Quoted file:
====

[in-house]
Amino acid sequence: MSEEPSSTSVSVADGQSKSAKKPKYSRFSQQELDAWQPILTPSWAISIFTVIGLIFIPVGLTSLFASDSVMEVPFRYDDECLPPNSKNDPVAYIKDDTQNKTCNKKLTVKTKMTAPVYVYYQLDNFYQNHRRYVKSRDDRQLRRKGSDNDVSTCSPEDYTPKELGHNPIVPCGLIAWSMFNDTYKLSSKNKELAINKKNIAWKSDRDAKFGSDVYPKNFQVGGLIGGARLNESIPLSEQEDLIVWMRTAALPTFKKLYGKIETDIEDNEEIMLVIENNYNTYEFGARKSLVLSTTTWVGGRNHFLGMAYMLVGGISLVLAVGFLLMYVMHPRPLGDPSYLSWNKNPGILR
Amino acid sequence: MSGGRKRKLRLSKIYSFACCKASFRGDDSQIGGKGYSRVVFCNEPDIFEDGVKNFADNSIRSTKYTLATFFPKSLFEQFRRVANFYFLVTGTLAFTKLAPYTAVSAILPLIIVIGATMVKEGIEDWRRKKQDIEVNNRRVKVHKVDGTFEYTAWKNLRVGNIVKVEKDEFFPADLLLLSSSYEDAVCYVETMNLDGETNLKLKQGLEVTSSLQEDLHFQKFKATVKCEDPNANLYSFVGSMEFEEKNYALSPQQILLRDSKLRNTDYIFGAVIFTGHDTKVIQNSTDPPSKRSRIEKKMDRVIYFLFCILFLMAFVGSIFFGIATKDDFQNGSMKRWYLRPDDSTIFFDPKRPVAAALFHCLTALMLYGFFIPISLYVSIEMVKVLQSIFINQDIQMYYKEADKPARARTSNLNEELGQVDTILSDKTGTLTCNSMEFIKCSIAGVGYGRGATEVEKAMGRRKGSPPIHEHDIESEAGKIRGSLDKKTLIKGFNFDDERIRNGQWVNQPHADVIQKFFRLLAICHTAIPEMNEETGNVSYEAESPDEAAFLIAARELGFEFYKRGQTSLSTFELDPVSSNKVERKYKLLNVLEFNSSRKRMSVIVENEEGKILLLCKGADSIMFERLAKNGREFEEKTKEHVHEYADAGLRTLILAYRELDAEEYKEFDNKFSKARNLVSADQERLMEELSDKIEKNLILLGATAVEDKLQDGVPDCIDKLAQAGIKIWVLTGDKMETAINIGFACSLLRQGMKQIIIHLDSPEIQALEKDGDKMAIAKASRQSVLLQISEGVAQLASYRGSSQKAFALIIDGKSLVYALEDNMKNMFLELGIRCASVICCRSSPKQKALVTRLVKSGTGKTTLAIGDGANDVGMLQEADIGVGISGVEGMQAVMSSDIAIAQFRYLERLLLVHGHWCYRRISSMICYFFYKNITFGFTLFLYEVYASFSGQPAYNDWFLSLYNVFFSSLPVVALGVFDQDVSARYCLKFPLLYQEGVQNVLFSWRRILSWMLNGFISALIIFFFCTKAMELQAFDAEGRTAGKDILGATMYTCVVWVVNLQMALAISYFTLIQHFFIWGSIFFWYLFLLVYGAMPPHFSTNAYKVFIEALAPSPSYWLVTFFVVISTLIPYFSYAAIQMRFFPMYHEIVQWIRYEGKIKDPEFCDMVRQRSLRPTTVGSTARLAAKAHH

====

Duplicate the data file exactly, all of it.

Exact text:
[in-house]
Amino acid sequence: MSEEPSSTSVSVADGQSKSAKKPKYSRFSQQELDAWQPILTPSWAISIFTVIGLIFIPVGLTSLFASDSVMEVPFRYDDECLPPNSKNDPVAYIKDDTQNKTCNKKLTVKTKMTAPVYVYYQLDNFYQNHRRYVKSRDDRQLRRKGSDNDVSTCSPEDYTPKELGHNPIVPCGLIAWSMFNDTYKLSSKNKELAINKKNIAWKSDRDAKFGSDVYPKNFQVGGLIGGARLNESIPLSEQEDLIVWMRTAALPTFKKLYGKIETDIEDNEEIMLVIENNYNTYEFGARKSLVLSTTTWVGGRNHFLGMAYMLVGGISLVLAVGFLLMYVMHPRPLGDPSYLSWNKNPGILR
Amino acid sequence: MSGGRKRKLRLSKIYSFACCKASFRGDDSQIGGKGYSRVVFCNEPDIFEDGVKNFADNSIRSTKYTLATFFPKSLFEQFRRVANFYFLVTGTLAFTKLAPYTAVSAILPLIIVIGATMVKEGIEDWRRKKQDIEVNNRRVKVHKVDGTFEYTAWKNLRVGNIVKVEKDEFFPADLLLLSSSYEDAVCYVETMNLDGETNLKLKQGLEVTSSLQEDLHFQKFKATVKCEDPNANLYSFVGSMEFEEKNYALSPQQILLRDSKLRNTDYIFGAVIFTGHDTKVIQNSTDPPSKRSRIEKKMDRVIYFLFCILFLMAFVGSIFFGIATKDDFQNGSMKRWYLRPDDSTIFFDPKRPVAAALFHCLTALMLYGFFIPISLYVSIEMVKVLQSIFINQDIQMYYKEADKPARARTSNLNEELGQVDTILSDKTGTLTCNSMEFIKCSIAGVGYGRGATEVEKAMGRRKGSPPIHEHDIESEAGKIRGSLDKKTLIKGFNFDDERIRNGQWVNQPHADVIQKFFRLLAICHTAIPEMNEETGNVSYEAESPDEAAFLIAARELGFEFYKRGQTSLSTFELDPVSSNKVERKYKLLNVLEFNSSRKRMSVIVENEEGKILLLCKGADSIMFERLAKNGREFEEKTKEHVHEYADAGLRTLILAYRELDAEEYKEFDNKFSKARNLVSADQERLMEELSDKIEKNLILLGATAVEDKLQDGVPDCIDKLAQAGIKIWVLTGDKMETAINIGFACSLLRQGMKQIIIHLDSPEIQALEKDGDKMAIAKASRQSVLLQISEGVAQLASYRGSSQKAFALIIDGKSLVYALEDNMKNMFLELGIRCASVICCRSSPKQKALVTRLVKSGTGKTTLAIGDGANDVGMLQEADIGVGISGVEGMQAVMSSDIAIAQFRYLERLLLVHGHWCYRRISSMICYFFYKNITFGFTLFLYEVYASFSGQPAYNDWFLSLYNVFFSSLPVVALGVFDQDVSARYCLKFPLLYQEGVQNVLFSWRRILSWMLNGFISALIIFFFCTKAMELQAFDAEGRTAGKDILGATMYTCVVWVVNLQMALAISYFTLIQHFFIWGSIFFWYLFLLVYGAMPPHFSTNAYKVFIEALAPSPSYWLVTFFVVISTLIPYFSYAAIQMRFFPMYHEIVQWIRYEGKIKDPEFCDMVRQRSLRPTTVGSTARLAAKAHH